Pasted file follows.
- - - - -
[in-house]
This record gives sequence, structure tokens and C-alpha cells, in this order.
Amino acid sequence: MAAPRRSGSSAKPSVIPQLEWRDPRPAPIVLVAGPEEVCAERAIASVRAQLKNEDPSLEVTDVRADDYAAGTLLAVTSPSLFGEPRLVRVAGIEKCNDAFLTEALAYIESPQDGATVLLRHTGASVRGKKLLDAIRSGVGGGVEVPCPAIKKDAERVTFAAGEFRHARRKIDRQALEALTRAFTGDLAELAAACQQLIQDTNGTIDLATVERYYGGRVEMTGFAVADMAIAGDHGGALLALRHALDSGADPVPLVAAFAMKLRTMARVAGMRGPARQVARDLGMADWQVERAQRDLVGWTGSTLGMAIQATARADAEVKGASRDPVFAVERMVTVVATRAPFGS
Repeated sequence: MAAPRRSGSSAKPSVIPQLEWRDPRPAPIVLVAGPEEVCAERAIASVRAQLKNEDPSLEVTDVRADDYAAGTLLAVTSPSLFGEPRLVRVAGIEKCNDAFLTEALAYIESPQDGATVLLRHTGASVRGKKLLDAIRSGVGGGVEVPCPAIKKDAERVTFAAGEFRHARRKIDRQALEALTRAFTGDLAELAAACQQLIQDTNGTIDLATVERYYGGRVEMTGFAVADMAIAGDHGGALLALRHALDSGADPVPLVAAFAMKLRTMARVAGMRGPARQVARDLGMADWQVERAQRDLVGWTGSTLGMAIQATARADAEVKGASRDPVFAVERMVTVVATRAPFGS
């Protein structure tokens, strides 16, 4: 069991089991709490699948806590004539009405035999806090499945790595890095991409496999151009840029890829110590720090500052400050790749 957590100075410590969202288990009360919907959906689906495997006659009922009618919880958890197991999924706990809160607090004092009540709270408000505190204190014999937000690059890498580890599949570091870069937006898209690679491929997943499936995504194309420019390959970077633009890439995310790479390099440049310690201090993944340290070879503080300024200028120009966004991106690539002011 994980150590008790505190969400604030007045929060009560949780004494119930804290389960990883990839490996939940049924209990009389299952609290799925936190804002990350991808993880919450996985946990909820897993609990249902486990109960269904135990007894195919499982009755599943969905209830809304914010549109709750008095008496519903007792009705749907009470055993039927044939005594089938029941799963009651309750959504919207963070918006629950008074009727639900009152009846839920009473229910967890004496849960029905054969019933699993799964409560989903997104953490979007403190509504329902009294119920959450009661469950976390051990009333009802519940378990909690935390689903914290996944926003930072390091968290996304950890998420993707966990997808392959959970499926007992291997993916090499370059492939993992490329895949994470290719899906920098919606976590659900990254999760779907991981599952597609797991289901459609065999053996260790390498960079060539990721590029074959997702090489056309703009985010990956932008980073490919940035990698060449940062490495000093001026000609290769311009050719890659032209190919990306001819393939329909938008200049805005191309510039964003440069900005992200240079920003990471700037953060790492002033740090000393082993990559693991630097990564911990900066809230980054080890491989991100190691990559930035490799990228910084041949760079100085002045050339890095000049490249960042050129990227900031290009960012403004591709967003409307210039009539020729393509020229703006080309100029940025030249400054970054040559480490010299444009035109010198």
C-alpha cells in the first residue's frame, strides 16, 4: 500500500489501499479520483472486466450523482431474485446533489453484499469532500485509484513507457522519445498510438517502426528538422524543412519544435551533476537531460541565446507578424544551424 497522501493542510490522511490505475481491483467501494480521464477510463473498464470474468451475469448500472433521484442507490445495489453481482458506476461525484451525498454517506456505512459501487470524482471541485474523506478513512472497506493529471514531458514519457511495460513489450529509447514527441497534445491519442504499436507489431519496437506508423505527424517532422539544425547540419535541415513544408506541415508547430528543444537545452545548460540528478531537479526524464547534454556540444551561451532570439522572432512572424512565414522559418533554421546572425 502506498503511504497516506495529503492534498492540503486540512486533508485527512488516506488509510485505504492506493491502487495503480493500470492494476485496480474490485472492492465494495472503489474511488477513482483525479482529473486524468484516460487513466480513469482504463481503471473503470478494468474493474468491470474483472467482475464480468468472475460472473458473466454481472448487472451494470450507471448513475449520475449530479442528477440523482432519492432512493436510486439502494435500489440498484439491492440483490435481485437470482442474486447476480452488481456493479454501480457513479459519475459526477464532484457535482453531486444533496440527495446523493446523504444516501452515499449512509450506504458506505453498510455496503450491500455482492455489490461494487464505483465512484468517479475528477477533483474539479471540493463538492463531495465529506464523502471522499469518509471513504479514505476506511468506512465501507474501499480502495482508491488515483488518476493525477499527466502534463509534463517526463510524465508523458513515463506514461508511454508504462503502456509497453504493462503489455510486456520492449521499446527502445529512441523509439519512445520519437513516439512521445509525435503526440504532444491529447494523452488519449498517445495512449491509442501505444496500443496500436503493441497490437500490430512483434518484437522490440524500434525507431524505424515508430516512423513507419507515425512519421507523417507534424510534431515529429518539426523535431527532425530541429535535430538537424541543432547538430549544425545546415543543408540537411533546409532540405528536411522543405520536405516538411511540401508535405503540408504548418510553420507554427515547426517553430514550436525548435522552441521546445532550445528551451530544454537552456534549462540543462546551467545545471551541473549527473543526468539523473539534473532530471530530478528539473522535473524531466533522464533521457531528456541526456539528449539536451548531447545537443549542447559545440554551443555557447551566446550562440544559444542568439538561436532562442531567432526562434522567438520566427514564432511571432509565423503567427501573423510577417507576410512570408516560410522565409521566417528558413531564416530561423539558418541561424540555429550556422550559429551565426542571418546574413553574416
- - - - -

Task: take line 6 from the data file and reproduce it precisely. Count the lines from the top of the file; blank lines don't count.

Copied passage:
C-alpha cells in the first residue's frame, strides 16, 4: 500500500489501499479520483472486466450523482431474485446533489453484499469532500485509484513507457522519445498510438517502426528538422524543412519544435551533476537531460541565446507578424544551424 497522501493542510490522511490505475481491483467501494480521464477510463473498464470474468451475469448500472433521484442507490445495489453481482458506476461525484451525498454517506456505512459501487470524482471541485474523506478513512472497506493529471514531458514519457511495460513489450529509447514527441497534445491519442504499436507489431519496437506508423505527424517532422539544425547540419535541415513544408506541415508547430528543444537545452545548460540528478531537479526524464547534454556540444551561451532570439522572432512572424512565414522559418533554421546572425 502506498503511504497516506495529503492534498492540503486540512486533508485527512488516506488509510485505504492506493491502487495503480493500470492494476485496480474490485472492492465494495472503489474511488477513482483525479482529473486524468484516460487513466480513469482504463481503471473503470478494468474493474468491470474483472467482475464480468468472475460472473458473466454481472448487472451494470450507471448513475449520475449530479442528477440523482432519492432512493436510486439502494435500489440498484439491492440483490435481485437470482442474486447476480452488481456493479454501480457513479459519475459526477464532484457535482453531486444533496440527495446523493446523504444516501452515499449512509450506504458506505453498510455496503450491500455482492455489490461494487464505483465512484468517479475528477477533483474539479471540493463538492463531495465529506464523502471522499469518509471513504479514505476506511468506512465501507474501499480502495482508491488515483488518476493525477499527466502534463509534463517526463510524465508523458513515463506514461508511454508504462503502456509497453504493462503489455510486456520492449521499446527502445529512441523509439519512445520519437513516439512521445509525435503526440504532444491529447494523452488519449498517445495512449491509442501505444496500443496500436503493441497490437500490430512483434518484437522490440524500434525507431524505424515508430516512423513507419507515425512519421507523417507534424510534431515529429518539426523535431527532425530541429535535430538537424541543432547538430549544425545546415543543408540537411533546409532540405528536411522543405520536405516538411511540401508535405503540408504548418510553420507554427515547426517553430514550436525548435522552441521546445532550445528551451530544454537552456534549462540543462546551467545545471551541473549527473543526468539523473539534473532530471530530478528539473522535473524531466533522464533521457531528456541526456539528449539536451548531447545537443549542447559545440554551443555557447551566446550562440544559444542568439538561436532562442531567432526562434522567438520566427514564432511571432509565423503567427501573423510577417507576410512570408516560410522565409521566417528558413531564416530561423539558418541561424540555429550556422550559429551565426542571418546574413553574416